Mbeki legacy polish ruined by more HIV/Aids twaddle
I never said HIV does not cause Aids," former president Thabo Mbeki announced yesterday.
"This false accusation was made by people who benefited from trumpeting the slogan 'HIV causes Aids' as though this was a religious edict. What I said is that 'a virus cannot cause a syndrome'."
The nation was fleetingly transported back to 2002 yesterday as Mbeki sought to defend his role in the shameful debacle that deprived hundreds of thousands of HIV-positive people of potentially life-saving treatment.
In his weekly letter reprising his legacy, an unrepentant Mbeki re-emphasised the importance of good nutrition in fighting HIV, questioned the efficacy of antiretrovirals and pointed out how US pharmaceutical companies had profited from the sale of the drugs.
He did at least resist the temptation of channelling his appalling former health minister, Manto Tshabalala-Msimang, who infamously championed beetroot, African potato, lemons, garlic and olive oil for the treatment of Aids.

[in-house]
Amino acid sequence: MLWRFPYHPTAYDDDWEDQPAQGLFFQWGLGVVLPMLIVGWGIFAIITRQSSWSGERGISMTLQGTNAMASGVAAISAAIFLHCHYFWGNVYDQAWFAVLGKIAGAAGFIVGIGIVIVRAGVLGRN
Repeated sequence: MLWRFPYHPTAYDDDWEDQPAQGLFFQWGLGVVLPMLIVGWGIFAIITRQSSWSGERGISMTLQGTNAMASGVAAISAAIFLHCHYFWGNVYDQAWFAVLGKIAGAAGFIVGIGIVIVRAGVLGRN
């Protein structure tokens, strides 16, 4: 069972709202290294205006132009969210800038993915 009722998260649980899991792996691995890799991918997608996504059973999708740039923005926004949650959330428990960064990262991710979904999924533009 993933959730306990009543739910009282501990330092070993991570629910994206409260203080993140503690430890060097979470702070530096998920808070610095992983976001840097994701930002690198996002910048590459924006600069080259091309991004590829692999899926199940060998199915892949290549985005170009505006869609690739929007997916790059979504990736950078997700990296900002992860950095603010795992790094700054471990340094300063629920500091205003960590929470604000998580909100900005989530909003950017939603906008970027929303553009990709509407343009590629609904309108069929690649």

To his credit, our current health minister, Aaron Motsoaledi, who leads the rollout of the of the biggest ARV programme in the world, refused to engage Mbeki directly, instead urging patients to continue taking their antiretrovirals.
In some ways Mbeki was an excellent president - hands on, focused and respected internationally.
The possibility of a downgrade of South Africa's sovereign credit rating under his watch would have been unthinkable.
But his Aids denialism is an undeniable blight on his legacy.
People were dying while he pontificated about syndromes with multiple causes and hinted at dark conspiracies in the corridors of Big Pharma.
Researchers at Harvard found that more than 330000 South Africans might have lost their lives as a result of the policies of his administration, which, lest we forget, had to be taken to court and made to do the right thing.